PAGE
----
A.I. Will Transform the Economy. But How Much, and How Soon?

A.I. Will Transform the Economy. But How Much, and How Soon?

And in an article published in November by the National Bureau of Economic Research, economists from M.I.T. and the University of Chicago suggest an answer to the puzzle of why all the research and investment in A.I. technology have so far had little effect on productivity.

Each of the three research initiatives has a somewhat different focus. But two common themes emerge from the reports and interviews with their authors.

■ Technology itself is only one ingredient in determining the trajectory of A.I. and its influence. Economics, government policy and social attitudes will play major roles as well.

■ Historical patterns of adoption of major technologies, from electricity to computers, are likely to hold true for A.I. But if the pattern is similar, the pace may not be. And if it is much faster, as many researchers predict, the social consequences could be far more wrenching than in past transitions.

The AI Index grew out of the One Hundred Year Study on Artificial Intelligence, a Stanford-based project begun in 2014 by A.I. experts. The study group, mainly scientists, seeks to broaden understanding of artificial intelligence and thus increase the odds society will be benefit from the technology.

The group was initially going to publish major studies every five years. But given the speed of progress and investment, the five-year interval “seemed way too slow,” said Yoav Shoham, a professor emeritus at Stanford and chair of the steering committee for the “AI Index.”

The new index is not a single number, but a series of charts and graphs that track A.I.-related trends over time. They include measures like the rate of improvement in image identification and speech recognition, as well as start-up activity and job openings. There are also short essays by artificial intelligence experts.

Some of the charts showing the progress of technology are telling. Image and speech recognition programs, for example, have matched or surpassed human capabilities in just the past year or two.

But A.I. experts warn that gains in specific tasks or game-playing proficiency are still a far cry from general intelligence. A child, for example, knows that a water glass tipping on the edge of a table will most likely fall to the floor and spill the water. He or she understands the physics of everyday life in a way artificial intelligence programs do not yet.

“The public thinks we know how to do far more than we do now,” said Raymond Perrault, a scientist at SRI International, who worked on the index.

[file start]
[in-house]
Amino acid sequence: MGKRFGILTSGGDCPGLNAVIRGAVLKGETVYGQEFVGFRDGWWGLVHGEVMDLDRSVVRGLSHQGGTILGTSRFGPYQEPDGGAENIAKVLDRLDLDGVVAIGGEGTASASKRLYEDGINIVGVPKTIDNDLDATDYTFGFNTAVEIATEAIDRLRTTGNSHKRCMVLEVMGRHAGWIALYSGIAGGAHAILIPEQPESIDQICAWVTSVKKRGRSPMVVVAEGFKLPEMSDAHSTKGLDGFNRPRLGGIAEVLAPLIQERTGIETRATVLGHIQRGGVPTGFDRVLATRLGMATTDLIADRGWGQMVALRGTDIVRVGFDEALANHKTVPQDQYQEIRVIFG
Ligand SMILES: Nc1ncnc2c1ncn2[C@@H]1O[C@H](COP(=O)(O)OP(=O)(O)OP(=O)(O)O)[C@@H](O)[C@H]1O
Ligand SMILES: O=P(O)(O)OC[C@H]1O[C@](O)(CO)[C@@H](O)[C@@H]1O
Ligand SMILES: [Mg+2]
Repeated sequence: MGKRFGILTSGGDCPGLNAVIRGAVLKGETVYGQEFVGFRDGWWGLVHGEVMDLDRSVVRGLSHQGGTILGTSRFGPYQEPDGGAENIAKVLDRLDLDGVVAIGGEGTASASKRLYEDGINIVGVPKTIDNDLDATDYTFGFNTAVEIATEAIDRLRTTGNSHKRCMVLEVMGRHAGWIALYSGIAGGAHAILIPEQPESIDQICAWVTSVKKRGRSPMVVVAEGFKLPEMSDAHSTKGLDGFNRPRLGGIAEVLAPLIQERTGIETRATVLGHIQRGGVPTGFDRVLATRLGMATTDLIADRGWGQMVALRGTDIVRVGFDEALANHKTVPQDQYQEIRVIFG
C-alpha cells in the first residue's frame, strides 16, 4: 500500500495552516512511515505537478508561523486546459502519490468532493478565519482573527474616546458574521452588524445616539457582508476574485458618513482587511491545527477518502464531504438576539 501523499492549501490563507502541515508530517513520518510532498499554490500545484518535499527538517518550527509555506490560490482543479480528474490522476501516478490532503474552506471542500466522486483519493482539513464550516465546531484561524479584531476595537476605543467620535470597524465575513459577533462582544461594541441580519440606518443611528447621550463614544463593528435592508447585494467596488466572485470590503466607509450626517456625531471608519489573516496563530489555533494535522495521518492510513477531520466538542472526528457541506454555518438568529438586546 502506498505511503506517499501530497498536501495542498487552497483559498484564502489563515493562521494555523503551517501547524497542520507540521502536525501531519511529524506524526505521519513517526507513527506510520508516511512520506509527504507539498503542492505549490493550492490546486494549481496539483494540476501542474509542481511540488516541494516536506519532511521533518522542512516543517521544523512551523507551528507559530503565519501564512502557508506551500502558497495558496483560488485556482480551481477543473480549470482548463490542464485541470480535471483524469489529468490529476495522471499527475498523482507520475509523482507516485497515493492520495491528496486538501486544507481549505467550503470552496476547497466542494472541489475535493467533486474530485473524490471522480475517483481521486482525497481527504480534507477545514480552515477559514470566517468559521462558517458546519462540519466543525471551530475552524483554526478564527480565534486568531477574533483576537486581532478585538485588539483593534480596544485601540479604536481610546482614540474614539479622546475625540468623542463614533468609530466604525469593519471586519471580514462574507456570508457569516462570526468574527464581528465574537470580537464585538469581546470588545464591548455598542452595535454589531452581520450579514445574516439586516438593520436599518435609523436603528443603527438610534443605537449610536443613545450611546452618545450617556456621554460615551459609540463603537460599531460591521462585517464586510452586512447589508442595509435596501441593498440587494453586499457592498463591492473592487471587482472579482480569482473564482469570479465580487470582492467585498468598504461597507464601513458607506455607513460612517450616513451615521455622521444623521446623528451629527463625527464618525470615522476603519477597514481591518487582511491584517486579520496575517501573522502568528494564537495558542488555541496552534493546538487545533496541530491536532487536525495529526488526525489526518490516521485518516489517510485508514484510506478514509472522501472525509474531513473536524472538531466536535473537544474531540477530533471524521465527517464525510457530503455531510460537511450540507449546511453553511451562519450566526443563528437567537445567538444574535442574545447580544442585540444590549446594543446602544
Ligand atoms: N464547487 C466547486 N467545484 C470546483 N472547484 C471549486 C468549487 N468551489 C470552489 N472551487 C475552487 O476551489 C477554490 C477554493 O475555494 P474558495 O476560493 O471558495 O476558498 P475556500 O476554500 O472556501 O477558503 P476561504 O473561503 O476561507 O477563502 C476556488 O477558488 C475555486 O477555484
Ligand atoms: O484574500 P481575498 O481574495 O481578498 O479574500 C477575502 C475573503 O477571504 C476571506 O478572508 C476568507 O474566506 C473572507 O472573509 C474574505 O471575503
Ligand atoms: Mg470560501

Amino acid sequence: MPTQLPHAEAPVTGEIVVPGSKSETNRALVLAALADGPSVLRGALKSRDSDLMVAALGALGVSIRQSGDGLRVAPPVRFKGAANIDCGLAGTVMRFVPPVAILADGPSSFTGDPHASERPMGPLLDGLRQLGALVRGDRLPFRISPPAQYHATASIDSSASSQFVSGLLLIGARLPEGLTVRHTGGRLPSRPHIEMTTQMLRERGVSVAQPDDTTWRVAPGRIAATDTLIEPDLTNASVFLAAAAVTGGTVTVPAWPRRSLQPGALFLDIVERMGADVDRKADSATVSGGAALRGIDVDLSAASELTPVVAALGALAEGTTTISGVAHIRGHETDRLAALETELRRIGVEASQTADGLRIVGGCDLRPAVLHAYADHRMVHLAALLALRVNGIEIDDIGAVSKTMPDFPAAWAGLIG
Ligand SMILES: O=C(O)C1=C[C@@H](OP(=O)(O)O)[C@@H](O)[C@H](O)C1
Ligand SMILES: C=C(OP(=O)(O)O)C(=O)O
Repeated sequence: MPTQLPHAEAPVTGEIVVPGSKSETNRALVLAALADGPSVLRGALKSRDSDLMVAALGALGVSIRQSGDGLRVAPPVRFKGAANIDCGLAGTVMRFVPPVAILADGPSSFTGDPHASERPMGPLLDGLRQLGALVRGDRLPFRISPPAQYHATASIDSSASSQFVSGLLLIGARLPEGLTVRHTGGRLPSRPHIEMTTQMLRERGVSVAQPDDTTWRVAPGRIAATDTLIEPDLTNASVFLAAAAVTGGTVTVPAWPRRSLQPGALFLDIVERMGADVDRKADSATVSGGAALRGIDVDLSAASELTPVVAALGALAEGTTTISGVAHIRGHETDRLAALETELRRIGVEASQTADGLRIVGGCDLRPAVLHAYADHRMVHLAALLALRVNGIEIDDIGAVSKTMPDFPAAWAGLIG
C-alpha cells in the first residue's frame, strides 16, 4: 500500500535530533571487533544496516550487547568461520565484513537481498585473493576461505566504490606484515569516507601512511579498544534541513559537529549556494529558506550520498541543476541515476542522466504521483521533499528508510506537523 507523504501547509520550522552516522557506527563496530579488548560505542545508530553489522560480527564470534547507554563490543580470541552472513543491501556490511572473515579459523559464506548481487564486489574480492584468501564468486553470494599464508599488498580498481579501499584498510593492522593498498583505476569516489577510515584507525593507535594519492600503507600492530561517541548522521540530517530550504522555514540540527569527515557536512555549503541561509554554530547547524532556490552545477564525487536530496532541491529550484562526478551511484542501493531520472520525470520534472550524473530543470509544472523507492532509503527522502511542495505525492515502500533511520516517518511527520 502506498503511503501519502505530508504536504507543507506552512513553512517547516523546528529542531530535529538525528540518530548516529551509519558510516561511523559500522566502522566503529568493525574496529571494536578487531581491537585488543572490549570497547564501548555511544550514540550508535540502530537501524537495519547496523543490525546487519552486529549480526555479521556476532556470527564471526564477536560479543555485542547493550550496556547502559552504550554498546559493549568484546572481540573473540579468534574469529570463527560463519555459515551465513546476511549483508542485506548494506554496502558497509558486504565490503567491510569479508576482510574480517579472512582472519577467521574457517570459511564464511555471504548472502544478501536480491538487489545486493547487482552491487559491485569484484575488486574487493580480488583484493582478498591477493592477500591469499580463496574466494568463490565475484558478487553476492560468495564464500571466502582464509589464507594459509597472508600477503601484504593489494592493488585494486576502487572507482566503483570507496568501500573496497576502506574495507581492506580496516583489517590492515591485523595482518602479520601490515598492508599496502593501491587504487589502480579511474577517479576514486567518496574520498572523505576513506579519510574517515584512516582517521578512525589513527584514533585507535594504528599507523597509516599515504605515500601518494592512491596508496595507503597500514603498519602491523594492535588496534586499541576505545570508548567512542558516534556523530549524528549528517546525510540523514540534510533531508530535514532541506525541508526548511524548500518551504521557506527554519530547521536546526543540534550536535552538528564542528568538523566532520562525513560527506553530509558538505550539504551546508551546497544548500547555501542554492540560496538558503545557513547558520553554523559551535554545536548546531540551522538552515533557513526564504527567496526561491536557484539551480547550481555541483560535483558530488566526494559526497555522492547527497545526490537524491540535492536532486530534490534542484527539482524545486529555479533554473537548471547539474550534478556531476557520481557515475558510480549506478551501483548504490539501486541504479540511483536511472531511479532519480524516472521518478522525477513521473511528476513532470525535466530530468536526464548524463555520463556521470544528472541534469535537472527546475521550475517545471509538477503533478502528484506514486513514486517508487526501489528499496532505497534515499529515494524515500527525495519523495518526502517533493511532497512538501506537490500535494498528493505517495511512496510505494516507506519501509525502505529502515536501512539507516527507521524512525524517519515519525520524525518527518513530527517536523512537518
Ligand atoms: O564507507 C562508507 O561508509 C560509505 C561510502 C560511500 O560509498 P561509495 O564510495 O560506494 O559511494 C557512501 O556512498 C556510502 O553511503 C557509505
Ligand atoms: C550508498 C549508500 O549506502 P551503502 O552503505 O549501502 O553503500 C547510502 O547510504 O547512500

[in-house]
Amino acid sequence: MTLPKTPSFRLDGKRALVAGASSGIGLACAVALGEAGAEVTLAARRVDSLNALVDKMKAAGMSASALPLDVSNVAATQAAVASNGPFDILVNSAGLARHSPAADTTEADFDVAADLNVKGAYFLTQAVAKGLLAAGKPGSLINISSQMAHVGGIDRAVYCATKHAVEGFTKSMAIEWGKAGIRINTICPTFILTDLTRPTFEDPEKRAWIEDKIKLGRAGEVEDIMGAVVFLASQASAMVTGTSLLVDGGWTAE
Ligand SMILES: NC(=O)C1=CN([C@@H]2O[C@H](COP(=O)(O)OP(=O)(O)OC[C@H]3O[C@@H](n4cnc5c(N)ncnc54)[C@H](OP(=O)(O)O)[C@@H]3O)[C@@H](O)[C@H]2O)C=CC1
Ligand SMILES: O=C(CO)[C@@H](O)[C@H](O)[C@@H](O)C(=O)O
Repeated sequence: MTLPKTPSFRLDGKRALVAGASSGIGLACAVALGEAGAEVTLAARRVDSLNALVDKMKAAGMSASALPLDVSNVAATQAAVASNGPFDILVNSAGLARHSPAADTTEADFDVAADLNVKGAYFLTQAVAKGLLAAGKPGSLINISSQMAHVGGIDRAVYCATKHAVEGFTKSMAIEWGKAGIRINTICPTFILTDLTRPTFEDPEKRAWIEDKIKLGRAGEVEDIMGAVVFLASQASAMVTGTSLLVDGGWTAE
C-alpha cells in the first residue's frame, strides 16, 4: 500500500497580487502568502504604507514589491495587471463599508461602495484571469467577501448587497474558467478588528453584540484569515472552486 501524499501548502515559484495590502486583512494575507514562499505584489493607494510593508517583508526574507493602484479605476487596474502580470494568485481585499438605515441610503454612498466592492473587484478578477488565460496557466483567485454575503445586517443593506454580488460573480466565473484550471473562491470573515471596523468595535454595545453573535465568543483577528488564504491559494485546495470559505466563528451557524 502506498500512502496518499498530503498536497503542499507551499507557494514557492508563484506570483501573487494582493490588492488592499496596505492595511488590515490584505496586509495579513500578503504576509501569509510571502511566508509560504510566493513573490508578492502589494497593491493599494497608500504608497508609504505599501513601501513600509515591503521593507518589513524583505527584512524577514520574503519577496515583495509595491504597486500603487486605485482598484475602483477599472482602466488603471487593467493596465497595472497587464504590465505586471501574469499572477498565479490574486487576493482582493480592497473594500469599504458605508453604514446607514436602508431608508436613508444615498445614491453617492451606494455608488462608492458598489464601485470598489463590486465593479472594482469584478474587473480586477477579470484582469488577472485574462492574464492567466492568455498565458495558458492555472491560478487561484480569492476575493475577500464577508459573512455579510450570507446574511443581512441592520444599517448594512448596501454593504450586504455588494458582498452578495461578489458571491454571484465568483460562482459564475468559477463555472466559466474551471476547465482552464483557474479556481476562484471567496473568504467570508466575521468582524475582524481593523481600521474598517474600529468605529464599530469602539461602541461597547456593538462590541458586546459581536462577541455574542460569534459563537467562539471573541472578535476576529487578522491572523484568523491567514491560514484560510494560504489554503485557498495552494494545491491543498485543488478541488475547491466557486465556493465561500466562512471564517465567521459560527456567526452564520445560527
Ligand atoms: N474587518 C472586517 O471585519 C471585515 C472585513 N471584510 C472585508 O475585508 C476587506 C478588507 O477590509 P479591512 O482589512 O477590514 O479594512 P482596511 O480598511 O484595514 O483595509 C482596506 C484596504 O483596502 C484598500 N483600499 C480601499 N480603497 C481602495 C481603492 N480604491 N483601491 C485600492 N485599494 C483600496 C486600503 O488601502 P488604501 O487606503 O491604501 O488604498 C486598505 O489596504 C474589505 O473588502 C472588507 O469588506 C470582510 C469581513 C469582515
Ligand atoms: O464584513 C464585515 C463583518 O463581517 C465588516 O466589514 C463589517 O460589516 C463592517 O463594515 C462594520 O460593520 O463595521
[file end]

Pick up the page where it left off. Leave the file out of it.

The current “AI Index,” Mr. Shoham said, is “very much a first step.” The group is seeking contributions of data and comments from academic and corporate researchers around the world. The idea, he said, is to create “a living index” that details as many measurable dimensions of the field as possible, including the social impact.

The McKinsey automation-and-jobs report captures the uncertainty surrounding A.I. and its coming effect on labor markets. Its projection of the number of Americans who will have to find new occupations by 2030 ranges from 16 million to 54 million — depending on the pace of technology adoption.

The faster A.I. advances, the greater the challenge. McKinsey’s upper-range projection of 54 million suggests a more rapid transformation than in previous waves of change in the work force, when employment migrated from farms to factories and later from manufacturing to services.

“That’s where the conversation has to go — how to manage this transition,” said Susan Lund, an economist at McKinsey. “We need a major change in how we provide midcareer retraining and how we help displaced workers find new employment.”

Still, the rise of A.I. has not yet shown up in the economy as a whole, at least not in the numbers. In their recent paper, Erik Brynjolfsson and Daniel Rock of the M.I.T. Sloan School of Management and Chad Syverson of the University of Chicago Booth School of Business call it “a clash of expectations and statistics.”

They offer a few possible explanations, including false hopes and poor measurements of the new technology. But the one they settle on is a lag in the adoption and effective use of A.I.

There are historical precedents. The electric motor, for example, was introduced in the early 1880s. But it was not until the 1920s that discernible productivity gains showed up, after the motors spread and factory work was reorganized into mass-production assembly lines to exploit the new technology of its day.

A.I. will follow a similar path, but faster, predicts Mr. Brynjolfsson, who also worked in the “AI Index.” And the index, he said, should help accelerate adoption by giving people needed information to make better decisions.

There are A.I. skeptics, but Mr. Brynjolfsson is not one of them. “History shows it takes years, even with a powerful technology in place,” he said. “But to me, it’s dead certain it’s going to happen.”

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